Now in the local church's Recovery Version Witness Lee comments concerning the parable of the Wheat and Tares, "It was when the Lord's servants were sleeping and were not watching that the Lord's enemy, the devil, came and sowed false brethren among them." Well the local church is sleeping. Through its unbiblical dogma the devil is sowing false brethren among the Christian community. Wake up!



Testimonies from Ex-Local Church Participants:

Ex-Local Church Responder Testifies
More information from a Local Church participant
A critique from a former Local Church participant
Another Another ex-Local Church participant
And Another ex-Local Church participant
Another Another ex-Local Church participant
Former Local Church Leader on "Localism"
A book by a ex-Local Church participant
An Ex-Local Church Responder
Another Ex-Local Church Responder
Yet another Ex-Local Church Responder
Yet another Ex-Local Church Responder
A Local Church visitor

Responses from Local Church people:
(Recently a Local Church responder made the claim, "You put only those responses that you approve of.  Many of them are very weak!!!" In fact these are typical of Local Church responders and I've even included that Local Church person's characteristically "weak" argument)

Watchman Nee Purgatorial Supporter
Local Church Responder
Another Local Church Responder
Another Local Church Responder
Concerned local church brothers
Local Church take on 1Cor 3:15
Salvation contingent upon agreeing with Lee and Nee

Other Articles

Watching Out for Watchman Nee
Local Church Information Site


Steve Amato


Typical Local Church Response to this page

I'll keep the author's identity private, just referring to him as "Alan".

Steve,
Read your comments on Watchman Nee's writings and they are sadly written from an ignorant, uneducated view.  I cannot understand how people purporting their dead religion can write such without their conscience bothering them.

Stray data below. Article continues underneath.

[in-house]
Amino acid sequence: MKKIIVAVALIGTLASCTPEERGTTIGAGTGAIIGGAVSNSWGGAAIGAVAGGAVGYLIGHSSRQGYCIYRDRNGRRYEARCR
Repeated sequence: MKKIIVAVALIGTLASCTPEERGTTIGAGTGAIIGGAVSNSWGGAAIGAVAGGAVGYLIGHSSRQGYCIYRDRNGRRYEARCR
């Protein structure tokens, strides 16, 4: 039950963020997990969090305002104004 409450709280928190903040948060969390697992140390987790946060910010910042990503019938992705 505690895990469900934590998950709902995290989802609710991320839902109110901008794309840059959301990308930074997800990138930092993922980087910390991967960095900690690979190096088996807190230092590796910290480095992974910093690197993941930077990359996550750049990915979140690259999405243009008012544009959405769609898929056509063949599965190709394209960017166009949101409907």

Alan

Alan,
Thank you for your comments, though it would be good if you could me more specific as to what in particular you disagree about.
 Steve

Steve:
Watchman Nee details the carnality of man.  For your website to cut him down and discredit him, says your organization does not like someone who exposes the carnal vs spiritual.  As the sin problem in mankind is man's greatest problem, works like Nee's, Shamblin's and others which focus on building the relationship and crucifying the flesh should be studied.  To work to discredit others who God has given to be an inspiration is working to undermine the church.  This is just plain wrong.  No source outside the bible is perfect, but , Nee does pretty good.   It is one thing to expose heresies and another to cut down efforts our puffed up fleshly minds do not understand.  I would suggest you remove you slander of Nee and study his works with an honest heart before considering adding anything about him to your web site.  I do not know the background of your organization, but obviously if the bible is not your focus, then you have the right to post any thing you wish.
 Alan

Alan,
Maybe you could elaborate upon what particular thing I have written that offends you, and give the Biblical basis as to why it offends you. After all you have accused me of slander. So it seems to me only reasonable that you should clarify what in particular you find slanderous. Doesn't that sound reasonable to you?
Thanks,
Steve

Steve:
Lambs come to your website, looking for spiritual food, and you discredit some of the best writings that can help someone overcome the destructive life centered on self, that old nature that has blasted their life with sin, and you do not see the error of your ways?????????????????????????????
 This is why Jesus called them blind, hypocrites, and vipers.  People have to get past man's religion in order to find God.  Don't make their trip harder by turning them into a religious pasture controlled by the old nature.
 Alan

Alan,
For three times you have accused me and each time I've asked you to specify what it is in particular that I have written that you find offensive. Yet you fail to point out any such things to substantiate your accusations. If you have no basis for your accusations, which apparently you don't, then I would have to point out that you yourself are hypocritically doing the very thing which you accuse me of doing.
John 18:23  "If I said something wrong," Jesus replied, "testify as to what is wrong. But if I spoke the truth, why did you strike me?"
Steve

Steve:
You just don't get it do you?  This is pride.  The bible describes it like the scales on Satan's back.  I am not going to waste any more time with you.  You see what you want to see and ignore the rest.  You cut down the image of Nee who has done a tremendous job of exposing sin and carnality, of which you don't want to face.  Let God judge you in his time!
Alan


The Berean Christian Bible Study Resources

Edition: Jul 25,2013